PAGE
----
Another Olympics, another repressive state using the Olympics to boost its international reputation and gain legitimacy at home.
This time it’s Russia and the Sochi Winter Olympic Games.
When will it sink in that repression is not a regrettable anomaly in some host nations, but a central feature of the Olympic package? That the Olympic movement feeds, legitimises, and even encourages political authoritarianism?
Here’s the rap sheet for Sochi. The 2012 presidential election, which put Vladimir Putin back in the Russian presidency, was surrounded by allegations of fraud. His government met the resulting mass protest movements with a suite of legislation designed to suppress dissent, free speech, and free assembly.
The prosecution of members of the band Pussy Riot was just the most highly publicised attack on political and religious dissent in the last few years.
Amnesty International estimates that 4,000 people across Russia were detained for protesting in 2012 alone. International non-government organisations engaging, however vaguely, in “political activity” are required to register as “foreign agents” and are subject to routine harassment. Foreign journalists are intimidated and sometimes banned.
Then, of course, there’s Russia’s “gay propaganda” law, which makes it illegal to suggest that gay relationships and heterosexual relationships are in any way equal.
All this is on top of the usual forced evictions, construction and development corruption, and extra-legal environmental damage that is par for the course for any Olympics held outside the very richest countries. Putin promised a “zero waste” Olympics as part of its bid back in 2007; apparently the Olympics committee is unable to detect outrageous nonsense when they hear it.
Indeed, it was clear during 2007 that Putin’s Russia was an illiberal Russia. This chronology by FreedomHouse shows how political repression has increased since Putin’s first election to the presidency in 2000.
But by now there is a well-established Olympic media cycle. Negative stories are aired before the games commence. The opening ceremony is 10 days away. The next week and a half will, no doubt, be full of exposures of Putin’s political perfidy, about the environmental and economic cost of the Sochi Olympics, warnings that Sochi’s infrastructure isn’t up to speed, fears about terrorism, and revelations of waste and mismanagement.
But those tales subside the moment the opening ceremony wraps up. Unless there is a major political, logistical, or security crisis, the international coverage of the Sochi games will immediately focus on the sport.
Athletic performances will wash away the political stench. Putin and his government will be the beneficiaries. They will be photographed with sports stars and visiting celebrities. They will feed off the praise of organisers and fans and athletes, for whom there is no world outside the Olympic villages and stadiums.
All the pre-Games bad press will be chalked up to anti-Russian sentiment.
That’s the Olympic calculus – repressive regimes have to tolerate a few months of quiet and steady negativity, which is more than adequately compensated by a fortnight of blisteringly positive press.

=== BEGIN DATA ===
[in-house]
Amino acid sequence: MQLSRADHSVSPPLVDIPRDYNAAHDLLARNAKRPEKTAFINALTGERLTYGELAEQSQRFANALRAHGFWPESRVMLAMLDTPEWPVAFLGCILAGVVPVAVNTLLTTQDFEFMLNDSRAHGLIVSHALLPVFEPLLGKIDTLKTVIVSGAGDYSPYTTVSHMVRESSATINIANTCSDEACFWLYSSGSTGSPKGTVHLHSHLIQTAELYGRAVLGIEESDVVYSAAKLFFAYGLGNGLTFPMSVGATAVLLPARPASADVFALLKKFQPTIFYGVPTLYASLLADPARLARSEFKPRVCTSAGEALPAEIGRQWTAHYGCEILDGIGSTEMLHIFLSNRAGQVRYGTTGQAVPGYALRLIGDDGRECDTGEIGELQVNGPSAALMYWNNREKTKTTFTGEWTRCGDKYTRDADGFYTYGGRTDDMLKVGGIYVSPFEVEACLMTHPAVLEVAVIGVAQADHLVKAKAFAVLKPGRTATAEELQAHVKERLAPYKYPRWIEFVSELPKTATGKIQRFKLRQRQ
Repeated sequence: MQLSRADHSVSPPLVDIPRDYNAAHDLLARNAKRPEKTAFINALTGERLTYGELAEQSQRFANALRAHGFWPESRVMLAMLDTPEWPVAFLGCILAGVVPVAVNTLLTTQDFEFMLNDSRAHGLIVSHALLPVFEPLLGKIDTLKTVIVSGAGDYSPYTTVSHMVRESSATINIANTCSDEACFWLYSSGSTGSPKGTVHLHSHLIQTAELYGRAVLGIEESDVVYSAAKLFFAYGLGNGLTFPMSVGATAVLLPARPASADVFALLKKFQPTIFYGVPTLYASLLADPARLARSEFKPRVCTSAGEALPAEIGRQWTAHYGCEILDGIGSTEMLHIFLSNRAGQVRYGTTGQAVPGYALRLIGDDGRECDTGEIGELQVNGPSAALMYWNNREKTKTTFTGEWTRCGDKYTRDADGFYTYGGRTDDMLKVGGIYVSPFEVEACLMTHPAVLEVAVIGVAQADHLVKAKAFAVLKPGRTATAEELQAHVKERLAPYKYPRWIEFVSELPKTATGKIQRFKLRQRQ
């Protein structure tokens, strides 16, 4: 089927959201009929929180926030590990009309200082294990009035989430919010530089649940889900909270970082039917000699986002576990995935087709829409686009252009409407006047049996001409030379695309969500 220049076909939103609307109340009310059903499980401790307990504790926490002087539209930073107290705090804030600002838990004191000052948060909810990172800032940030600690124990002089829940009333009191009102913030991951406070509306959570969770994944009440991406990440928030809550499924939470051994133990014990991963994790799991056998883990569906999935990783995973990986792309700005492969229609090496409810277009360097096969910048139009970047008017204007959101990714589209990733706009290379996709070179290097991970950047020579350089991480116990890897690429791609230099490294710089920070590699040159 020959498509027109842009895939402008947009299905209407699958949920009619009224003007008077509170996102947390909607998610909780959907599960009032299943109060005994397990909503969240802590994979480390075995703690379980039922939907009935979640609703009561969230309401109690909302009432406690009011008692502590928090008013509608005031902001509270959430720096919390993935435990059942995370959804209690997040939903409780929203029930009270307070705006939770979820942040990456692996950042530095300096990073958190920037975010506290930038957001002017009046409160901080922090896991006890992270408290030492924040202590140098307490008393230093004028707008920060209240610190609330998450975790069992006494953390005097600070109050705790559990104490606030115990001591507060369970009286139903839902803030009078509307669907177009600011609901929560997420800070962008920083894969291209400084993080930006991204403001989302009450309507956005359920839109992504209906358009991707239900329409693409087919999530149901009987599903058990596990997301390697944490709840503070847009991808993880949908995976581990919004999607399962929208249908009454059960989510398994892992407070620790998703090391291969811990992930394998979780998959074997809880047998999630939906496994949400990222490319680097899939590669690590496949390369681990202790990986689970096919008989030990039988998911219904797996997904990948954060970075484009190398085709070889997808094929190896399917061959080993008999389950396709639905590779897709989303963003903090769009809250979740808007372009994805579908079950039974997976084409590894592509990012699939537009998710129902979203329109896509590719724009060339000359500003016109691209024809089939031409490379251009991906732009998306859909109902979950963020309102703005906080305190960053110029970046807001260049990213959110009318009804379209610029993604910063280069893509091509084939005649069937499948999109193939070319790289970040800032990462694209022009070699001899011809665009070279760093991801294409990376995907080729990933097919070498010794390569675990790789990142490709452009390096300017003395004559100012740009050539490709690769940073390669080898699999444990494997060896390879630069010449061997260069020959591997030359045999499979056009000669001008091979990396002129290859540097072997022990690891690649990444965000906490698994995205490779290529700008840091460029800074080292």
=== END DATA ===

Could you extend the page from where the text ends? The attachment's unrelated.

Western complaints about Russia’s anti-gay law will not take the shine off Putin’s Olympics.
Defenders of the Olympics make much of the one historical instance where the games bought genuine, welcome political change: Seoul, in 1988. South Korea’s democratisation dates roughly from that time.
But this is not much of a defence. The country was at the time of its bid in 1980 controlled by a repressive military dictatorship, who wanted the Olympics to legitimise its rule.
As this 2004 paper makes clear, at best, the Olympics can be seen as a catalyst, rather than a cause, of South Korea’s democratisation. There were many factors pressuring the country towards change.
And anyway, the International Olympic Committee had no problem being used for authoritarian propaganda. From the Olympic movement’s perspective, it was just a happy accident that South Korean democracy emerged from South Korean dictatorship.
There’s simply no reason to believe the Olympic movement cares about political freedom, and many reasons to believe it is happy to be a tool of the world’s worst regimes.
The 2007 assessment of the Sochi bid (here, page 9) is a masterpiece of amoral detachment. In its assessment of Russian politics, the only factor it feels worth relating is the overwhelming political support for holding the games, as if democratic debate about the virtues of the Olympics would be would be a negative.
It’s true that the repression in Russia is now less than the last time Russia hosted the games in Moscow in 1980. Or than that of Berlin in 1936, or even Beijing in 2008.
But it’s no coincidence that the three most brutal totalitarian dictatorships of the twentieth century have each been granted an opportunity to host the Olympics.
Or that many other undemocratic nations have used the games to build legitimacy at home and aboard.
The Olympics movement simply doesn’t care that it – and all the athletes who compete in their events – is being used as pawns in an authoritarian political game.